Wednesday, October 31, 2018

Well, that's scary

...LaQuetta Purkiss, who manages prep for Texas Tech University’s general chemistry labs, tells Newscripts she’s seen three ghosts in the school’s chemistry building. One is a young woman dressed in clothing from the 1950s who walks along one hallway. Another is a chemistry professor who will speak or nod at Purkiss. 
The basement is home to a third specter, who bears the likeness of a former graduate student. Purkiss recalls first seeing him when she was working on a nuclear magnetic resonance spectroscopy experiment. “He went into the connecting room, and I ran after him because no one was to go into that room without permission. I found myself standing in the dark and getting a really creepy feeling when I realized that he had walked through the door itself.” 
Purkiss isn’t the only one to have a spirited encounter at the NMR spectrometer. Andrew R. Davis, a chemist at the Library of Congress, tells Newscripts he got an eerie error message when he was a graduate student performing an NMR experiment at 1 AM. The message read, “error code=I don’t sleep,” which Davis perceived as an “ominous warning from the troubled spirits forever trapped in the machine.”
I'm not really one for believing in ghosts, but there is that weird feeling of being in a scientific building in the middle of the night, but hearing a noise or a voice you don't expect... 

8 comments:

  1. I remember at 3am hearing a loud bang out in the halls. However, our building was open 24/7, so any idiot could walk in at 3am without a key or scancard or anything, but a majority of people I saw late at night were students studying in the break rooms. Fortunately, grad students knew/know to keep the labs locked, even when working in those labs. I went out into the halls and didn't see anything, but attributed it to probably some undergrad who saw the lights on and heard music playing. Never heard it again...

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  2. The NMR I did my PhD on would say "Error ##### I don't sleep" (# replaces numbers I've forgotten) on average three times a day. It had to do with a programmer with a sense of humor and a bad instruction to put a piece of the instrument into standby mode when that piece did not have a standby mode. No ghosts in the machine here!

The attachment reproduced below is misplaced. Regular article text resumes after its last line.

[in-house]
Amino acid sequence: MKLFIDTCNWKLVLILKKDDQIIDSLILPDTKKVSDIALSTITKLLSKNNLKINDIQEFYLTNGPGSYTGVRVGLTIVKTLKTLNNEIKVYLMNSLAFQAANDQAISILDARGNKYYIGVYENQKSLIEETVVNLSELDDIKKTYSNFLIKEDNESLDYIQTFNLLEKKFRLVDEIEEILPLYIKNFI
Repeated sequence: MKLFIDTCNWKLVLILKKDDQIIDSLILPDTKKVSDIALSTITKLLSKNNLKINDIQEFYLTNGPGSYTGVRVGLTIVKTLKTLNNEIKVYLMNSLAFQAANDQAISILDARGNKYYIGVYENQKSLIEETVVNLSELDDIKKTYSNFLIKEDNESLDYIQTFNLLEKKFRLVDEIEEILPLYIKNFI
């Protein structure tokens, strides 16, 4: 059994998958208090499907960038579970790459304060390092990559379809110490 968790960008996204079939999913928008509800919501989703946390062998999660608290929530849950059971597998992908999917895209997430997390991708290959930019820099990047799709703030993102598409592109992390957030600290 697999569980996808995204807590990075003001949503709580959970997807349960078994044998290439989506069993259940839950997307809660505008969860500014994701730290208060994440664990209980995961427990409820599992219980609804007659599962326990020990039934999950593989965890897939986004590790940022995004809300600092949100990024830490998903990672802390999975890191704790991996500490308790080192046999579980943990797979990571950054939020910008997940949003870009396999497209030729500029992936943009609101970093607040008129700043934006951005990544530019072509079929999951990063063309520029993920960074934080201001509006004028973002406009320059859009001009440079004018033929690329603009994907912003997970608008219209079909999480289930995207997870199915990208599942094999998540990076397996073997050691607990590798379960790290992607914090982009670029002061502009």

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  3. I once hear some screeching and noise that sounded like the flapping of wings late in the evening in the NMR room. It didn't sound like the usual suspects (rats and mice) so I assumed it was a vampire that turned into a bat, and went home for the day and tried not to work too late until the situation was resolved. A week later I was told that the NMR manager found a bat that was using the NMR basement as an ersatz cave. Over the next two days he caught it and threw it outside. It never came back so it must have been trapped before or got scared of some old guy running after it all the time with a jacket.

    Anyways, not as scary as a real vampire.

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  4. Was the ghost professor a professor at Texas Tech U when he was alive? Did he get tenure?

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    1. he has been dead for awhile but everyone was afraid to tell him

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  5. Do the ghosts come and ask to see a TLC or pressure you to stay late with them?

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    1. No, but they come to put some ghost peaks into your HPLCs

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  6. I wouldn't be surprised if our building is haunted. The motion-sensor activated lights turn on in weird hours of the morning, when I'm certain I'm alone in the building. Sometimes I see shadow people in there when I take naps in the office (nothing like living on research standard time while doing kinetics experiments)...chalk it up to sleep paralysis. But who knows? Maybe they're only visible when in slightly off-kilter mental states, even if they're genuine entities? I agree with the other reports: NMR labs are creepy at night. There's just something about fallout shelter quality basements and old engineering. The sounds, the steam. It makes your hairs stand on end.

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